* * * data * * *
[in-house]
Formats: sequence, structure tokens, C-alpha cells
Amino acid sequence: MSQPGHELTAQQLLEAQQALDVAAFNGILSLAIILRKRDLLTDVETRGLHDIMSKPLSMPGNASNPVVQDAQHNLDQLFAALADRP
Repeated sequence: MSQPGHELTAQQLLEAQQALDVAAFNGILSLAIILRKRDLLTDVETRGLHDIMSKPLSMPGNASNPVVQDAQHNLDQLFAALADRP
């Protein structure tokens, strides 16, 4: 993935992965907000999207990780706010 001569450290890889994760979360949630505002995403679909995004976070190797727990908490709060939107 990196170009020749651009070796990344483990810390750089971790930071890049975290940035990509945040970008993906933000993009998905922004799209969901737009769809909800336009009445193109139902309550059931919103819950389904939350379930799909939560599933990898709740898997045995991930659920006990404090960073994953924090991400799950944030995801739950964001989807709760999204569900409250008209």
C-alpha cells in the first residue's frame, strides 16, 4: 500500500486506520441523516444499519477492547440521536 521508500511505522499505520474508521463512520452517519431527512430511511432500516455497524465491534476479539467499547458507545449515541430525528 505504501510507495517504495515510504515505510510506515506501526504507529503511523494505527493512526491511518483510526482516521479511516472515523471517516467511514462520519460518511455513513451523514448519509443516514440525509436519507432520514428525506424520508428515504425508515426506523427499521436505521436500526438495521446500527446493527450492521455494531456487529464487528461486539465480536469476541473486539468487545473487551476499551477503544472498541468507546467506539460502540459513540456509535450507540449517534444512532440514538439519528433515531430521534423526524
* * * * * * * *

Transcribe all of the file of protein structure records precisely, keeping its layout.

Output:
[in-house]
Formats: sequence, structure tokens, C-alpha cells
Amino acid sequence: MSQPGHELTAQQLLEAQQALDVAAFNGILSLAIILRKRDLLTDVETRGLHDIMSKPLSMPGNASNPVVQDAQHNLDQLFAALADRP
Repeated sequence: MSQPGHELTAQQLLEAQQALDVAAFNGILSLAIILRKRDLLTDVETRGLHDIMSKPLSMPGNASNPVVQDAQHNLDQLFAALADRP
């Protein structure tokens, strides 16, 4: 993935992965907000999207990780706010 001569450290890889994760979360949630505002995403679909995004976070190797727990908490709060939107 990196170009020749651009070796990344483990810390750089971790930071890049975290940035990509945040970008993906933000993009998905922004799209969901737009769809909800336009009445193109139902309550059931919103819950389904939350379930799909939560599933990898709740898997045995991930659920006990404090960073994953924090991400799950944030995801739950964001989807709760999204569900409250008209």
C-alpha cells in the first residue's frame, strides 16, 4: 500500500486506520441523516444499519477492547440521536 521508500511505522499505520474508521463512520452517519431527512430511511432500516455497524465491534476479539467499547458507545449515541430525528 505504501510507495517504495515510504515505510510506515506501526504507529503511523494505527493512526491511518483510526482516521479511516472515523471517516467511514462520519460518511455513513451523514448519509443516514440525509436519507432520514428525506424520508428515504425508515426506523427499521436505521436500526438495521446500527446493527450492521455494531456487529464487528461486539465480536469476541473486539468487545473487551476499551477503544472498541468507546467506539460502540459513540456509535450507540449517534444512532440514538439519528433515531430521534423526524